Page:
Pope FrancisDecember 03, 2020
Pope Francis leads his general audience in the library of the Apostolic Palace at the Vatican Nov. 25, 2020. (CNS photo/Vatican Media)Pope Francis leads his general audience in the library of the Apostolic Palace at the Vatican Nov. 25, 2020. (CNS photo/Vatican Media)

In his new book, “Let Us Dream,” Pope Francis describes his three “personal Covids”: times in his life when circumstances have forced him to stop, reflect and, sometimes, change course. With encouragement from his collaborator and biographer Austen Ivereigh, the pope disclosed how, after a life-threatening bout of pneumonia led to the removal of part of one lung, he came to understand his dependence on others. This was his first personal Covid. The second came when the Jesuits transferred him to Frankfurt, Germany, in 1986 to improve his German and do research. The pope describes feeling uprooted and homesick, occasionally walking to a nearby cemetery to watch planes arrive and take off, “pining for my homeland.” 

What follows is an excerpt from the book describing Francis’ third Covid—what biographers have called his exile in Cordoba following his controversial leadership of the Argentine Jesuits (1973-79) during that country’s “Dirty War.”

Córdoba was a kind of lockdown, self-isolating as so many of us have done lately, and it did me good.

Sometimes uprooting can be a healing or a radical makeover. That was my third Covid, when I was sent to Córdoba between 1990 and 1992. This time had its roots in my way of exercising leadership, as provincial and then rector. I’m sure I did a few good things, but I could be very harsh. In Córdoba they made me pay, and they were right to do so.

I spent a year, 10 months, and 13 days in the Jesuit residence there. I celebrated Mass, heard confessions and gave spiritual direction but hardly ever left the house, just to go to the post office. It was a kind of lockdown, self-isolating as so many of us have done lately, and it did me good. It helped me to develop ideas: I wrote and prayed a lot.

In Córdoba they made me pay, and they were right to do so.

Until then I had led an ordered existence in the Society of Jesus based on my experience of leadership, first as novice master and then, from 1973, when I was named provincial, through to 1986, when I ended my term as rector. I was settled into that way of life. So an uprooting of that kind, when they send you off the soccer field and put you on the bench, turns everything around. Your habits, your reflexive behaviors, the reference points of your existence that take shape over time—all these get turned on their head, and you have to learn to live life anew, to take up arms again.

Looking back now, I’m struck by three things in particular. First, the capacity for prayer I was given. Second, the temptations I experienced. And third—weirdest of all—why it occurred to me to read all 37 volumes of Ludwig Pastor’s History of the Popes. I could have read a novel, or something more interesting. But from where I am now I can’t help wondering why God inspired me to read them. It was as if the Lord was preparing me with a vaccine. Once you know that papal history, there’s not much that goes on in the Vatican curia and the Church today that can shock you. It’s been a lot of use to me!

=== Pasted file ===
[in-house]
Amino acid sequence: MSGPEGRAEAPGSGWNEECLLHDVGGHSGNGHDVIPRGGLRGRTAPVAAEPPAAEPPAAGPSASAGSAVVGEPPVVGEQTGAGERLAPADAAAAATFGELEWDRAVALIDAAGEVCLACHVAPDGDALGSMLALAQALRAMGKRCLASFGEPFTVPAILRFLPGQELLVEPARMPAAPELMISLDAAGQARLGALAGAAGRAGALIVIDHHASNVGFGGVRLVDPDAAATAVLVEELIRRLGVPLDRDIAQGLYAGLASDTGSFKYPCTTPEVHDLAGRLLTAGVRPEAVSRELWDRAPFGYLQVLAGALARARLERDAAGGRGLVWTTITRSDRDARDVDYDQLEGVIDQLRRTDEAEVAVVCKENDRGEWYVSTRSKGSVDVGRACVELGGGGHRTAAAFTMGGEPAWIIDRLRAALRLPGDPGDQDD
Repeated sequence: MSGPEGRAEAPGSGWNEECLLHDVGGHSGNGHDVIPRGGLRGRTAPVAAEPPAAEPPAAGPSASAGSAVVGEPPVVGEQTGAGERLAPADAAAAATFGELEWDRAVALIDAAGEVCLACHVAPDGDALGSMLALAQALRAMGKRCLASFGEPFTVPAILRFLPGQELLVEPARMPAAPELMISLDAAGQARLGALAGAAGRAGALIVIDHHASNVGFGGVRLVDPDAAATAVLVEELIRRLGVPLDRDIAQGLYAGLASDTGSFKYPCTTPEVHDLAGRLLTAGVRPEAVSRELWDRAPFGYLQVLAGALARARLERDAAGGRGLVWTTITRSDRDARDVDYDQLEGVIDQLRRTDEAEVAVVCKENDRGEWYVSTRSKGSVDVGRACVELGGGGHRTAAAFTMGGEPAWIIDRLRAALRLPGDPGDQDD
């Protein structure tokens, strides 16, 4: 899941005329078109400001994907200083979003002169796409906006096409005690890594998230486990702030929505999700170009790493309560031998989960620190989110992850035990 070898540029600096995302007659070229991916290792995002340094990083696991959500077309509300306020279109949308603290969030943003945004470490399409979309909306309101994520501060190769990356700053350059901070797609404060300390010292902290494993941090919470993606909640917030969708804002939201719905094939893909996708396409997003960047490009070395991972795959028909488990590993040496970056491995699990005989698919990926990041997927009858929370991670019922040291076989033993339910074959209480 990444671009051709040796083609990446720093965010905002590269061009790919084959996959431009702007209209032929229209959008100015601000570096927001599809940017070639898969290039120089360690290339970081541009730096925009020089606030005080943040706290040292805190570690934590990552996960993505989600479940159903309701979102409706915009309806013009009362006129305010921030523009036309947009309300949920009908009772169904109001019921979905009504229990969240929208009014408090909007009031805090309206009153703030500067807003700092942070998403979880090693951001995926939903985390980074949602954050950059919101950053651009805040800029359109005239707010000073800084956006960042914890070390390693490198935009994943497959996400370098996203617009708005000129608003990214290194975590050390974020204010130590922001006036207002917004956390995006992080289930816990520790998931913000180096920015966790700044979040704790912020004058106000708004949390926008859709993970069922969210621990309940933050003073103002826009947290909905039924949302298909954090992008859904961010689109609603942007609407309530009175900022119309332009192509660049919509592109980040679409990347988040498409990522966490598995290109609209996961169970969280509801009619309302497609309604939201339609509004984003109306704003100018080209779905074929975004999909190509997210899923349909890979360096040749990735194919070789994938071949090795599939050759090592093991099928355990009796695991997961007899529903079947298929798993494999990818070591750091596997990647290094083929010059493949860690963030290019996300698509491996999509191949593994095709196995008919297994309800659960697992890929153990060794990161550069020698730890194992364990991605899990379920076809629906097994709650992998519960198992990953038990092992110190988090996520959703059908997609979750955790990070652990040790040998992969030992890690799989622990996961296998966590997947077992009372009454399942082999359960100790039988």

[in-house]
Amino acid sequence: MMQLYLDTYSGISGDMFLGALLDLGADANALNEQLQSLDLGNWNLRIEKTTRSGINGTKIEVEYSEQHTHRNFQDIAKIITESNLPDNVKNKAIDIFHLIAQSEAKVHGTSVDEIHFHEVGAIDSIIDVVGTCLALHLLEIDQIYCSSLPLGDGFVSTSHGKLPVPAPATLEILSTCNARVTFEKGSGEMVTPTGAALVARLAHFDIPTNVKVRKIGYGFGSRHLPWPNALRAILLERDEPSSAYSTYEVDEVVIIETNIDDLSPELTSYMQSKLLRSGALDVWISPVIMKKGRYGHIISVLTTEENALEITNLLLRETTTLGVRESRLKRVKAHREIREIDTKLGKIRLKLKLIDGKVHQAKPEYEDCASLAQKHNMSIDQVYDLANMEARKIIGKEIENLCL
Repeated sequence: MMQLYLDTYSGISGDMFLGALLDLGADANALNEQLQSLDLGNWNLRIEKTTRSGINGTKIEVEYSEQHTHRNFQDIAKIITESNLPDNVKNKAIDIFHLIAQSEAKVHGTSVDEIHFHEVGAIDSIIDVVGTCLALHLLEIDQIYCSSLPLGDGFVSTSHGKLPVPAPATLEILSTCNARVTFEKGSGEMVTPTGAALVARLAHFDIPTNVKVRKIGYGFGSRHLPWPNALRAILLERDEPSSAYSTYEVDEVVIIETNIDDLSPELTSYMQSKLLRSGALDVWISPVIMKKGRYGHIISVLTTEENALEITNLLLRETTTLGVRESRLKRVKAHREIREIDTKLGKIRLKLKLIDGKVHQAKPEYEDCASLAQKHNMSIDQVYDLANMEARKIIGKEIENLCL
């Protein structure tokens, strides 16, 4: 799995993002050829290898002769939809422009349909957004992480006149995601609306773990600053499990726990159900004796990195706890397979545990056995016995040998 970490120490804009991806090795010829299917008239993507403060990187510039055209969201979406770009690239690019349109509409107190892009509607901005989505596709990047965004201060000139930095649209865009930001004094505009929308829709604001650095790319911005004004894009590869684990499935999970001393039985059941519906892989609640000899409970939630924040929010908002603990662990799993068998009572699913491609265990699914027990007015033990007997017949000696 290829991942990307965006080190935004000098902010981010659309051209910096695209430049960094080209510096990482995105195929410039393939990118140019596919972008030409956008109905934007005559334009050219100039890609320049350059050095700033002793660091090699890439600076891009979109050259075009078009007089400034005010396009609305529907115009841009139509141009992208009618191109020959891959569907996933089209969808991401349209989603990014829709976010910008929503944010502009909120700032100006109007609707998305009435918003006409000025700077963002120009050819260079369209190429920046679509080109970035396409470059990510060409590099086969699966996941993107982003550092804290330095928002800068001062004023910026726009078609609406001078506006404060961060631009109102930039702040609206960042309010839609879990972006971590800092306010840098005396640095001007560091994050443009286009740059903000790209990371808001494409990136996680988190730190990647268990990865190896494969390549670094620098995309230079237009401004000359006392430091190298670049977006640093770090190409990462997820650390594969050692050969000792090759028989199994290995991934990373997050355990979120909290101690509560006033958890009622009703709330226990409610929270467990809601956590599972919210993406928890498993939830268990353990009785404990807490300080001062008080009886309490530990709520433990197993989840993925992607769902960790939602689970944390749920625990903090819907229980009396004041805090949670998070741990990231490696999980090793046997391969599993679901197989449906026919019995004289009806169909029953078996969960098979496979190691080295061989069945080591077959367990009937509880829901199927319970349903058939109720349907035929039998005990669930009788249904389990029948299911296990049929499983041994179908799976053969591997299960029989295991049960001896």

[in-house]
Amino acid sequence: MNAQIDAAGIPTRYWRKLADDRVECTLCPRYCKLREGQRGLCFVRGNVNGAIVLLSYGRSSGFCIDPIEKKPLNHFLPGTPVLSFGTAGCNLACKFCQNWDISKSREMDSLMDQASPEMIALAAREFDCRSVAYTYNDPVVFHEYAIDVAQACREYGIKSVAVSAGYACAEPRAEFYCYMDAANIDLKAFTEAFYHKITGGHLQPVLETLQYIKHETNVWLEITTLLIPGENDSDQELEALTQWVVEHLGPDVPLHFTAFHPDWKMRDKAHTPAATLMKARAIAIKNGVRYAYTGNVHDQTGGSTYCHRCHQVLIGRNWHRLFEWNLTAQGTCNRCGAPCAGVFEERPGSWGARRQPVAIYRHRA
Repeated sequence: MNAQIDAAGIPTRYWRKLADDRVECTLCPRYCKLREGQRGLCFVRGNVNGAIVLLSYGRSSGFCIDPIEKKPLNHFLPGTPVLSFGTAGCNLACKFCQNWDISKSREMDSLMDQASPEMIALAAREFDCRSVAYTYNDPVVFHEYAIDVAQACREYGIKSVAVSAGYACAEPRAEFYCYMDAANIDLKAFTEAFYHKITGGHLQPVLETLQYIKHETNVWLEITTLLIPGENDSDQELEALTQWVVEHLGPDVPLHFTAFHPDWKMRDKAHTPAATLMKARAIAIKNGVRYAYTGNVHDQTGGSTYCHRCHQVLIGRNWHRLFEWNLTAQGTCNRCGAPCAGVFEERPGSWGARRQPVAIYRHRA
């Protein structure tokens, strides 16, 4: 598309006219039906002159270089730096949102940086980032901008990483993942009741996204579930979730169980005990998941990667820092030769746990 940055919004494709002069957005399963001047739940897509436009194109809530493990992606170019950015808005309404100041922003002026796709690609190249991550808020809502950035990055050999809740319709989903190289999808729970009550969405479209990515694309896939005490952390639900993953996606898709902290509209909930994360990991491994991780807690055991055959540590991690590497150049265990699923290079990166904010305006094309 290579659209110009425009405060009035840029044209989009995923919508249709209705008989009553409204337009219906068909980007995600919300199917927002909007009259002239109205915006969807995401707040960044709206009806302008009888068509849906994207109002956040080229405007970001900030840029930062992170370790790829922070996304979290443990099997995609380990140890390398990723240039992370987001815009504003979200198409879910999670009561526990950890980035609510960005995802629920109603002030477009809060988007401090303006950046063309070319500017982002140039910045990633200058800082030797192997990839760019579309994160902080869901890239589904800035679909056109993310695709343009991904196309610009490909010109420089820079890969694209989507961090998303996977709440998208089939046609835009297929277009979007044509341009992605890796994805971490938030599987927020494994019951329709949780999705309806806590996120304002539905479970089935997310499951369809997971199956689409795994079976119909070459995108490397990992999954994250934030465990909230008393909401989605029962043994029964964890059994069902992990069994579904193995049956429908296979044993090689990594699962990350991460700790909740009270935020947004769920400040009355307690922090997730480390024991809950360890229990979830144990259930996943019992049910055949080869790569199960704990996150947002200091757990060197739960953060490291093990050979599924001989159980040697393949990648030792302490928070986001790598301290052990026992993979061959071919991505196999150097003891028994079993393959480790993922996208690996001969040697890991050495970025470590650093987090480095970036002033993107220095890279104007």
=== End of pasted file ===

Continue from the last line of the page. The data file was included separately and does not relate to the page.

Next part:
What I learned was that you suffer a lot, but if you allow it to change you, you come out better. 

The Covid of Córdoba was a real purification. It gave me greater tolerance, understanding, the ability to forgive, and a fresh empathy for the powerless. And patience: a lot of patience, which is the gift of understanding that important things need time, that change is organic, that there are limits and we have to work within them while keeping our eyes on the horizon, as Jesus did. I learned the importance of seeing the big in little things, and attending to the little in big things. It was a period of growth in many ways, the kind of new growth that happens after a harsh pruning.

But I must still be vigilant, because when you fall into certain defects, into particular patterns of sinfulness, and you correct yourself, the devil comes, as Jesus says, and, finding the house “swept and put in order” (Luke 11:25), sends seven other spirits even worse. This man’s end, says Jesus, is a lot worse than his beginning. That’s what I must guard against in my work of governing the church, that I don’t fall back into the defects I had when I was a religious superior. This “second tempting” is the speciality of polite demons.

When Jesus says the devil sends seven demons worse than him, he says they “enter and live there.” In other words, we let them in. They ring the bell, they’re courteous, they say “Excuse me” and “May I?” but they take over the house just the same. It’s the temptation of the devil in the guise of an angel of light that Jesus shows us in these passages.

The devil’s return in the form of temptation is a long tradition in the church. Think of the temptations of Saint Anthony, for example, or Saint Thérèse of Lisieux asking to have holy water thrown over her because the devil is surrounding her, hoping she’ll trip up eventually. At my age, I should have special glasses to see when the devil is surrounding me, hoping I’ll trip up at the end, because that’s where I am: I’m at the end of my life.

These were my main personal Covids. What I learned was that you suffer a lot, but if you allow it to change you, you come out better. But if you dig in, you come out worse.

This excerpt is adapted from Let Us Dream by Pope Francis. Copyright © 2020 by Austen Ivereigh. Reprinted by permission of Simon & Schuster, Inc. All rights reserved.

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